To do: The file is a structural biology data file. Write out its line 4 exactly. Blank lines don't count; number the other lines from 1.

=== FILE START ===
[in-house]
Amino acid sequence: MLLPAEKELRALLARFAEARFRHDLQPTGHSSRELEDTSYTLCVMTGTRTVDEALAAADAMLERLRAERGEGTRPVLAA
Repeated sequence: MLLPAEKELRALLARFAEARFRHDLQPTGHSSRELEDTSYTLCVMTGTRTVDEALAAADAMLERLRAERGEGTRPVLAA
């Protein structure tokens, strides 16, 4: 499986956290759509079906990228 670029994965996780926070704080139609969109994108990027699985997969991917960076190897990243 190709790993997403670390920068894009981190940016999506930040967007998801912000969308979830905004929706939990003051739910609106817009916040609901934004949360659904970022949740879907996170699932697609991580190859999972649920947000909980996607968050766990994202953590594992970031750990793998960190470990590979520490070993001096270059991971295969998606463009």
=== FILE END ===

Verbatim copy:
């Protein structure tokens, strides 16, 4: 499986956290759509079906990228 670029994965996780926070704080139609969109994108990027699985997969991917960076190897990243 190709790993997403670390920068894009981190940016999506930040967007998801912000969308979830905004929706939990003051739910609106817009916040609901934004949360659904970022949740879907996170699932697609991580190859999972649920947000909980996607968050766990994202953590594992970031750990793998960190470990590979520490070993001096270059991971295969998606463009």